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The Big Four/Five Prepaid Showdown

Things are changing in prepaid, especially for major carriers. For them, prepaid used to be an afterthought. They all offered plans, mainly to capture value at the margins. But now that prepaid wireless services have gained some steam, the big carriers are starting to pay attention. We’ve seen each of the big three — Verizon, AT&T, and T-Mobile — revamp their plans in the past few months. We’ve also seen Sprint make major strides with its two prepaid brands, Boost Mobile and Virgin Mobile, and also add a third, Common Cents. But how do those offers stack up against one another?


Each carrier offers some sort of unlimited plan, which covers voice, text, or both. Some even include data. Here is how each carrier stacks up.

AT&T’s data rate includes only 200MB

Verizon and AT&T offer additional options for their unlimited plans. AT&T prepaid customers can pay $2 per day for unlimited talk and text. This works out to about the same as the monthly rate, except that the $2 daily fee only applies on days the phone is used. Usage includes made and received calls, instant messaging, and sent text messages. Verizon has the same idea, except it charges $3.99 per day and charges 1 cent per text message. So it’s not really an unlimited plan, after all, and it costs twice as much as AT&T’s. Additionally, Virgin Mobile offers unlimited text and data with limited voice plans.

These carriers also offer pay-as-you-go rates, each with a little catch. Common Cents replaces Virgin here, since Sprint clearly favors that brand for its pay-as-you-go arm.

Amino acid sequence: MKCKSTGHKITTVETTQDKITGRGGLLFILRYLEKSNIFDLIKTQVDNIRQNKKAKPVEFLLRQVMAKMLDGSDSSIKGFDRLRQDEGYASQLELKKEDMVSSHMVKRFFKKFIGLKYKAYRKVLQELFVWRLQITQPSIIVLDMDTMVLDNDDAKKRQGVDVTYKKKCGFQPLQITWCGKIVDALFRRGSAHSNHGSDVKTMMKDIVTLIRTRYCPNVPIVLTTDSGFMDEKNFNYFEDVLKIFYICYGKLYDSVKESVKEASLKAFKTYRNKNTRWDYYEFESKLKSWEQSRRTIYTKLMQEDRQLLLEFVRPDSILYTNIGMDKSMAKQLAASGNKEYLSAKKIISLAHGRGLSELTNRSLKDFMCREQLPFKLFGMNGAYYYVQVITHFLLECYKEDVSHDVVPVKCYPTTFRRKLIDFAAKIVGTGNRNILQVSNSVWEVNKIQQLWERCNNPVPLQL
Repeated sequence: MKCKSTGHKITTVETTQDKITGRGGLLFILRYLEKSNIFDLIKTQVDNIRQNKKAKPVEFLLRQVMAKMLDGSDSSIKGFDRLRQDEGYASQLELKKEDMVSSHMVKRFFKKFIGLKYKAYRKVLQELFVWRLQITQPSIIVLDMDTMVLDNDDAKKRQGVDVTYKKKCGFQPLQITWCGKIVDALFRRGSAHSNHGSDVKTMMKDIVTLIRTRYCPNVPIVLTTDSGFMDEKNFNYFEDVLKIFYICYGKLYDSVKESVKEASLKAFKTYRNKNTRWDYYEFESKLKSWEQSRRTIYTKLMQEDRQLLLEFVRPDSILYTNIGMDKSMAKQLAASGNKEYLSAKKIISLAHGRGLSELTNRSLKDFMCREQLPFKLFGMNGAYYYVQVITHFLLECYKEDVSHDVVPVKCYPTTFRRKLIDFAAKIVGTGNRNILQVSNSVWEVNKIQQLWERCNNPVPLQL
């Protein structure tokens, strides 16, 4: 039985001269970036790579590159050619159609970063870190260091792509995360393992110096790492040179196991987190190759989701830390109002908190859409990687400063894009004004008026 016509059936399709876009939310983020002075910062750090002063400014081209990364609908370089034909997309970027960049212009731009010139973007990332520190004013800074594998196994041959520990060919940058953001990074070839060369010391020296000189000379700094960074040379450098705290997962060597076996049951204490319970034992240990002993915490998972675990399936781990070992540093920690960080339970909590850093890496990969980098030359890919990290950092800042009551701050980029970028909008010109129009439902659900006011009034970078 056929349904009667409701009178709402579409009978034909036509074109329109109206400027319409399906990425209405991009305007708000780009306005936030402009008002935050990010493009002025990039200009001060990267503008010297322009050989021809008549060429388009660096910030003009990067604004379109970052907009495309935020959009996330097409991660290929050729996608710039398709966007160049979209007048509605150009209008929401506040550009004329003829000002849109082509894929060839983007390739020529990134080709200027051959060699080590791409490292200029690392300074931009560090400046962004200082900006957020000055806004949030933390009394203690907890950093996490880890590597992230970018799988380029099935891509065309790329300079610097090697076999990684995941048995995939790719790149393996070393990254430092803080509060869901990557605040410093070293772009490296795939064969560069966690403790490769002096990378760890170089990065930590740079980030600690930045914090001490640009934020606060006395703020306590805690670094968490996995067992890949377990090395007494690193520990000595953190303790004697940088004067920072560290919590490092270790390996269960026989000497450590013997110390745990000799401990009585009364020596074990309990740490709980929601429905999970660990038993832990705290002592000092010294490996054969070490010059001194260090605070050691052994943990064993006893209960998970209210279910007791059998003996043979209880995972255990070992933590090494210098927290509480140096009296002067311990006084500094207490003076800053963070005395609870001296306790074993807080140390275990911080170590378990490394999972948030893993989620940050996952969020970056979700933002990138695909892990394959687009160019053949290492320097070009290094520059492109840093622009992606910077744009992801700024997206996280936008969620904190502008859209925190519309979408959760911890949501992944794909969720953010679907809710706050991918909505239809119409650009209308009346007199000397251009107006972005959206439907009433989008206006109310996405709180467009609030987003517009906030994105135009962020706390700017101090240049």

This plan includes unlimited nights and weekends
T-Mobile charges 10 cents to send, 5 cents to receive text messages

Here again we see that Verizon has the highest rates of all. They’re the only remaining carrier that charges a daily access fee for pay-as-you-go rates. Even then, customers don’t get that 10 cents per minute rate unless they pay 99 cents per day. This is in stark contrast to AT&T and Boost Mobile, which charge 10 cents per minute without an access fee, and Common Cents, which charges 7 cents per minute and rounds down the seconds on calls (so a 1:59 call costs 7 cents). Even T-Mobile lags behind, as customers need to purchase $100 in refills in order to get the prime 10 cents per minute rate.

Looking at the available options, it appears as though Boost Mobile offers the best overall rates. The trick there is to go with CDMA, as their iDEN network simply isn’t as good. T-Mobile offers competitive rates, but they fall in just behind. AT&T has become more competitive with a $60 unlimited offer plus 10 cents per minute rates without an access fee. The combination of Virgin Mobile and Common Cents solidifies Sprint’s offerings.

Given this information and your preferences, which carrier do you prefer?

4 Responses

  1. T-Mobile changing prepaid plans | Prepaid Reviews Says

    [...] I missed this last week. I have no idea how. It kind of changes the results of yesterday’s prepaid showdown. According to information obtained by, T-Mobile will change its prepaid rate plans this [...]

    Posted on October 13th, 2010 at 7:32 am
  2. John Moore Says

    I prefer Sprint. It’s Simple and Everything. The cusomer serice is awesome and there are NO questions to my bill when I pay it.

    Posted on October 13th, 2010 at 9:23 am
  3. Terrence Says

    Boost Mobile sounds good, but their 10-cents-per-minute pay-as-you-go plan is no longer listed on their web site. Why not?

    Posted on October 22nd, 2010 at 3:09 am
  4. Berrydancer Says

    None of the above thank you. Ironically the companies that float on these carriers’ networks are by far more affordable. Take net10 for example. There are no contracts, or entry fees. It’s simple pay the $50 and you have unlimited everything. Next month comes, you’re going to be quiet, only spend $15 for 200 minutes. Texts are 3c each. And as far as unlimited is concerned, straight talk is even cheaper, at $45… the only thing that I imagine is still captivating people with the big carriers, are the phones they offer. But that will change anyway

    Posted on October 31st, 2010 at 6:29 pm

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